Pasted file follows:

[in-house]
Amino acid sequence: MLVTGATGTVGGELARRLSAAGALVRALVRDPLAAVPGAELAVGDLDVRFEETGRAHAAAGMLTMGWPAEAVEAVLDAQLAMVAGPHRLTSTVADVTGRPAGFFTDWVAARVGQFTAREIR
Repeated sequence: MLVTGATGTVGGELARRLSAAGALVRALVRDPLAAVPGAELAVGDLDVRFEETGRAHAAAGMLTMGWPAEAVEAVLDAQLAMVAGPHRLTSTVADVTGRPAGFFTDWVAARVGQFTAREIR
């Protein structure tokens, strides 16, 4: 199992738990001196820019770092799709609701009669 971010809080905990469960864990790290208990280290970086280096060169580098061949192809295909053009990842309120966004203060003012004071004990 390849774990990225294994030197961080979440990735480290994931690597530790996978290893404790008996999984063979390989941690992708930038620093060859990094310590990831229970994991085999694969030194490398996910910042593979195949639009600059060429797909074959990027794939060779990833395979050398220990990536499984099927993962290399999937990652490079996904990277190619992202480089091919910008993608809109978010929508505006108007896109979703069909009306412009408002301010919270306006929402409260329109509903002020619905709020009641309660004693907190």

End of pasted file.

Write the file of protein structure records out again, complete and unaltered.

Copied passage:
[in-house]
Amino acid sequence: MLVTGATGTVGGELARRLSAAGALVRALVRDPLAAVPGAELAVGDLDVRFEETGRAHAAAGMLTMGWPAEAVEAVLDAQLAMVAGPHRLTSTVADVTGRPAGFFTDWVAARVGQFTAREIR
Repeated sequence: MLVTGATGTVGGELARRLSAAGALVRALVRDPLAAVPGAELAVGDLDVRFEETGRAHAAAGMLTMGWPAEAVEAVLDAQLAMVAGPHRLTSTVADVTGRPAGFFTDWVAARVGQFTAREIR
């Protein structure tokens, strides 16, 4: 199992738990001196820019770092799709609701009669 971010809080905990469960864990790290208990280290970086280096060169580098061949192809295909053009990842309120966004203060003012004071004990 390849774990990225294994030197961080979440990735480290994931690597530790996978290893404790008996999984063979390989941690992708930038620093060859990094310590990831229970994991085999694969030194490398996910910042593979195949639009600059060429797909074959990027794939060779990833395979050398220990990536499984099927993962290399999937990652490079996904990277190619992202480089091919910008993608809109978010929508505006108007896109979703069909009306412009408002301010919270306006929402409260329109509903002020619905709020009641309660004693907190």